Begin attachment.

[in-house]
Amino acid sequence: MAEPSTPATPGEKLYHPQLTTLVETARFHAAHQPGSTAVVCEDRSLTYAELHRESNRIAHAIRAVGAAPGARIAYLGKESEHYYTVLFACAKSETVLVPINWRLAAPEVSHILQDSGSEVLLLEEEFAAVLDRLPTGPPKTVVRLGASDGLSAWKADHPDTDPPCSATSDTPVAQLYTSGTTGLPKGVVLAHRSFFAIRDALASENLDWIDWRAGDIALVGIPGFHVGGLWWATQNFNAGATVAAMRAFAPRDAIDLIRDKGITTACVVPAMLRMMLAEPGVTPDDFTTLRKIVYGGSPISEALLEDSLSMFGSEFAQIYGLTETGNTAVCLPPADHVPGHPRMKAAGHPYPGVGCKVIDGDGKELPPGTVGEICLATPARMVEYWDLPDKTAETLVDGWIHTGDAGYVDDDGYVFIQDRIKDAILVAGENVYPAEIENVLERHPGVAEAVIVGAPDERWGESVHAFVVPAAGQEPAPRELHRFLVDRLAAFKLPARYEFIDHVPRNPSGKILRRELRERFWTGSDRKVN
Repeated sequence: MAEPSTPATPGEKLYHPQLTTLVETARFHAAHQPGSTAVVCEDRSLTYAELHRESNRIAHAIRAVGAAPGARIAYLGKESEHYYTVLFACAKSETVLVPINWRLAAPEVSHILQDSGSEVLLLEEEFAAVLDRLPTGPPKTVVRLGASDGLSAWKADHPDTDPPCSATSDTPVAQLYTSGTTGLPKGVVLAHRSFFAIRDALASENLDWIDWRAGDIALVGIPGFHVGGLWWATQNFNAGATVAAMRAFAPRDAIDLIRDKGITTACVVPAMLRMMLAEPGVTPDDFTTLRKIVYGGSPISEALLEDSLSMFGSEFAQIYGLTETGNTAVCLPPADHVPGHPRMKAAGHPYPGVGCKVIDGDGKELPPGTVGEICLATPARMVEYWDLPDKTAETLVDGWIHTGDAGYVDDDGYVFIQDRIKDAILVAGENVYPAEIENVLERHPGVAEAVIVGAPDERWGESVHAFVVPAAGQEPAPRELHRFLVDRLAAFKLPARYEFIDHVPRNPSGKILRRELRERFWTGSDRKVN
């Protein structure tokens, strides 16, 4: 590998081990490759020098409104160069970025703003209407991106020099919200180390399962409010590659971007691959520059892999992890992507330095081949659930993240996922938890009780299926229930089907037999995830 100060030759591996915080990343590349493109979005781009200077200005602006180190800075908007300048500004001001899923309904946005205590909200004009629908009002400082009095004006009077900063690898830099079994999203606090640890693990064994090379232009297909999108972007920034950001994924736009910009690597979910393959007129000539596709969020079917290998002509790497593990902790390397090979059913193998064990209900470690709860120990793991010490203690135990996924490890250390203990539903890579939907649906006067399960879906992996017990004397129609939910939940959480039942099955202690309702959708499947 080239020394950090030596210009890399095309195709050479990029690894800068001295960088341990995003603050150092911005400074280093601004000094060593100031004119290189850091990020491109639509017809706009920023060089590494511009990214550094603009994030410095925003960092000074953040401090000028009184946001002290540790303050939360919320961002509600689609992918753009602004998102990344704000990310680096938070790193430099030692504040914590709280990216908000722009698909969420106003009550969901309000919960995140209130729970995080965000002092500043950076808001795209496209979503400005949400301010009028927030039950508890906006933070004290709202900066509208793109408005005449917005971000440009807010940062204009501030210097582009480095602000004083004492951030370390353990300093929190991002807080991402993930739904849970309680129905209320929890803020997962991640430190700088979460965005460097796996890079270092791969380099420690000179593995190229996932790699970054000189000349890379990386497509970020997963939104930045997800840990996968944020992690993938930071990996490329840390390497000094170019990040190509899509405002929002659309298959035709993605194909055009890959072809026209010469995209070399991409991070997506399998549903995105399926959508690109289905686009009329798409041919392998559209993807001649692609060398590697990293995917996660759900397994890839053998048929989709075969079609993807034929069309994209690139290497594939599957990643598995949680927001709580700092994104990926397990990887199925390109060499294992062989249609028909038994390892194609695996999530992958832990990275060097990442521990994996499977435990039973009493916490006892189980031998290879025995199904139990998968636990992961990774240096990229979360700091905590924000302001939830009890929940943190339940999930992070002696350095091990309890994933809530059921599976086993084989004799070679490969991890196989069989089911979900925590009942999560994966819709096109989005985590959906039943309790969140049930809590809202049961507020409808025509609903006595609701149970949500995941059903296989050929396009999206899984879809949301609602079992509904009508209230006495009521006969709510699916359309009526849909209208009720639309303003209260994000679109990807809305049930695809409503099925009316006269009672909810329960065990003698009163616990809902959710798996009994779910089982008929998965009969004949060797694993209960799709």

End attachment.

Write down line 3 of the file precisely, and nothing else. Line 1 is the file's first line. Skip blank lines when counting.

Repeated sequence: MAEPSTPATPGEKLYHPQLTTLVETARFHAAHQPGSTAVVCEDRSLTYAELHRESNRIAHAIRAVGAAPGARIAYLGKESEHYYTVLFACAKSETVLVPINWRLAAPEVSHILQDSGSEVLLLEEEFAAVLDRLPTGPPKTVVRLGASDGLSAWKADHPDTDPPCSATSDTPVAQLYTSGTTGLPKGVVLAHRSFFAIRDALASENLDWIDWRAGDIALVGIPGFHVGGLWWATQNFNAGATVAAMRAFAPRDAIDLIRDKGITTACVVPAMLRMMLAEPGVTPDDFTTLRKIVYGGSPISEALLEDSLSMFGSEFAQIYGLTETGNTAVCLPPADHVPGHPRMKAAGHPYPGVGCKVIDGDGKELPPGTVGEICLATPARMVEYWDLPDKTAETLVDGWIHTGDAGYVDDDGYVFIQDRIKDAILVAGENVYPAEIENVLERHPGVAEAVIVGAPDERWGESVHAFVVPAAGQEPAPRELHRFLVDRLAAFKLPARYEFIDHVPRNPSGKILRRELRERFWTGSDRKVN